One can see shades of the frustration that comes from the over-the-glass delay of game penalty in the reactions to Detroit Red Wings winger Luke Witkowski getting an automatic 10-game suspension for returning to the ice during that wild brawl, egged on by Matthew Tkachuk of the Calgary Flames.

Red Wings head coach Jeff Blashill hit the nail on the head in that regard.

For Witkowski, it’s a painful lesson that he needs to find a happy medium between following the rules and engaging in “old-time hockey.”

“It’s unfortunate,” Witkowski said, via the Red Wings website. “Honestly, I didn’t know that was a rule. I obviously, I know now. I knew it was a rule you couldn’t jump the boards. It’s kind of a gray area with still being on the bench and the door being open. But lesson learned, I guess. Move on from here.”

The sad truth for Witkowski, 27, is that he won’t be eligible to move on in the form of a game until Dec. 9. And that’s assuming that he won’t get passed by as far as roster changes go.

Perhaps the silver lining is that other players might learn from Witkowski’s mistake and avoid drawing that automatic suspension. We’ve seen it before, such as with David Clarkson‘s delayed debut with the Toronto Maple Leafs, so there are some examples for NHL players willing to play attention.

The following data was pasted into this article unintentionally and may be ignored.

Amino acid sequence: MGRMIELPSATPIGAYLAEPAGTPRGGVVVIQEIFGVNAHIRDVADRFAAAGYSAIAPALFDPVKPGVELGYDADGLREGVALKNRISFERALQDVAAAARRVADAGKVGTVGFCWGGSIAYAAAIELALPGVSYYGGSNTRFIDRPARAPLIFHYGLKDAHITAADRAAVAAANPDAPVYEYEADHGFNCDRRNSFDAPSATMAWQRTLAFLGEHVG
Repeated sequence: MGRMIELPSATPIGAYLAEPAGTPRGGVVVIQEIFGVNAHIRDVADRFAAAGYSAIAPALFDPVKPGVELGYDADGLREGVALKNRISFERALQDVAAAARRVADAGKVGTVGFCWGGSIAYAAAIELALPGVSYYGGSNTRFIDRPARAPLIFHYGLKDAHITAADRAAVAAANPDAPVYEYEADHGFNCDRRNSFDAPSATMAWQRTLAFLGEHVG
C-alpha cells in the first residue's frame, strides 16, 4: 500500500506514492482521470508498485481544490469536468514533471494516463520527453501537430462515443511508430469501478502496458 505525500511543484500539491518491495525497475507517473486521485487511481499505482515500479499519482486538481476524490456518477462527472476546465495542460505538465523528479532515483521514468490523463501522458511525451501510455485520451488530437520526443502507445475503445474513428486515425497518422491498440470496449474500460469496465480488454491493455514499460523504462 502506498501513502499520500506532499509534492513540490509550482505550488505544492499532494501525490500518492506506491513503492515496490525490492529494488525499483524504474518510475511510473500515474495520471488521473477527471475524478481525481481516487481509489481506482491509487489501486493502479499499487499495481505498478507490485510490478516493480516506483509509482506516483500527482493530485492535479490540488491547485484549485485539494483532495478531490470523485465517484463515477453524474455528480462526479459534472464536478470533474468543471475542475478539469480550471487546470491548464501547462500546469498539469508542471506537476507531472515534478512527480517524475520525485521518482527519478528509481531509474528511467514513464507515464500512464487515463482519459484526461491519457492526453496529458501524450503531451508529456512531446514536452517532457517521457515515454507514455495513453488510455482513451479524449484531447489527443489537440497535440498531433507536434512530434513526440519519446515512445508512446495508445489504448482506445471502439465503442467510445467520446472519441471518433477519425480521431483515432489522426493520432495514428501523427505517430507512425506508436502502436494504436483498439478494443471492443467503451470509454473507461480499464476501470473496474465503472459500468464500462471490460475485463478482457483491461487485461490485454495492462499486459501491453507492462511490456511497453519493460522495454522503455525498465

Besides, it’s tough to miss a brawl like that, which you can watch one more time in the video above this post’s headline.

As far as Tkachuk goes, we’re still waiting to find out if he’ll sit a few games himself. He’s reportedly having a telephone hearing with the NHL to determine supplemental discipline.

James O’Brien is a writer for Pro Hockey Talk on NBC Sports. Drop him a line at phtblog@nbcsports.com or follow him on Twitter @cyclelikesedins.

Sadly, but not surprisingly, Horton and Lupul fail Maple Leafs physicals

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When it comes to NHL players failing physicals, expected news can still be sad news.